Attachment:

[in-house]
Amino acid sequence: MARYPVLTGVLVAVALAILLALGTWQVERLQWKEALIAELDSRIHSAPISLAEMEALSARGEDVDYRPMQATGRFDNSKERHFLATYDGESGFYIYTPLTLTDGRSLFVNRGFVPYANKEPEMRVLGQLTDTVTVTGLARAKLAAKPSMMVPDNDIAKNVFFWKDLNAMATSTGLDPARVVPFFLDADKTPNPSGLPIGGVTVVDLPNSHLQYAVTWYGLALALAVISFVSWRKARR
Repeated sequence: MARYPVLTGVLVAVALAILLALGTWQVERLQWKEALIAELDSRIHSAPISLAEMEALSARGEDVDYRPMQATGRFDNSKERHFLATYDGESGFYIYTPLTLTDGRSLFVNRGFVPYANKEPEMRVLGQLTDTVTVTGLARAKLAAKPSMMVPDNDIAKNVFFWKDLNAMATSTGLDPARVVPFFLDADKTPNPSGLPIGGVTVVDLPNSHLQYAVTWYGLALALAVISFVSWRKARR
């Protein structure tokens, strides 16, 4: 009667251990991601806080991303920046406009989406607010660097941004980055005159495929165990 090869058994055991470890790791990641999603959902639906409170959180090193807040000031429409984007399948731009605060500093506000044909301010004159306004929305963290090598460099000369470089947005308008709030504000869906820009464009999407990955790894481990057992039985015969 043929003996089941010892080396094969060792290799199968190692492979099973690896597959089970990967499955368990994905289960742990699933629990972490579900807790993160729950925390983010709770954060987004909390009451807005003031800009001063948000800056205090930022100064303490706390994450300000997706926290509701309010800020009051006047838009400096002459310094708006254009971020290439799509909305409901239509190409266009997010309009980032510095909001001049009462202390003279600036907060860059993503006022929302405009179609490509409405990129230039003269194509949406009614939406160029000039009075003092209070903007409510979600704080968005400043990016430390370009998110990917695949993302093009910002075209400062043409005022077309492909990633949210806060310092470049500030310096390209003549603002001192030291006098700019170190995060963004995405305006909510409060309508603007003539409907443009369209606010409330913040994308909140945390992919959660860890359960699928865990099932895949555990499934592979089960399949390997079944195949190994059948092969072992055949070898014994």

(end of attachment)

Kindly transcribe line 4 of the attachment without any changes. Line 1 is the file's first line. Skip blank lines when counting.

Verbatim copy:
């Protein structure tokens, strides 16, 4: 009667251990991601806080991303920046406009989406607010660097941004980055005159495929165990 090869058994055991470890790791990641999603959902639906409170959180090193807040000031429409984007399948731009605060500093506000044909301010004159306004929305963290090598460099000369470089947005308008709030504000869906820009464009999407990955790894481990057992039985015969 043929003996089941010892080396094969060792290799199968190692492979099973690896597959089970990967499955368990994905289960742990699933629990972490579900807790993160729950925390983010709770954060987004909390009451807005003031800009001063948000800056205090930022100064303490706390994450300000997706926290509701309010800020009051006047838009400096002459310094708006254009971020290439799509909305409901239509190409266009997010309009980032510095909001001049009462202390003279600036907060860059993503006022929302405009179609490509409405990129230039003269194509949406009614939406160029000039009075003092209070903007409510979600704080968005400043990016430390370009998110990917695949993302093009910002075209400062043409005022077309492909990633949210806060310092470049500030310096390209003549603002001192030291006098700019170190995060963004995405305006909510409060309508603007003539409907443009369209606010409330913040994308909140945390992919959660860890359960699928865990099932895949555990499934592979089960399949390997079944195949190994059948092969072992055949070898014994």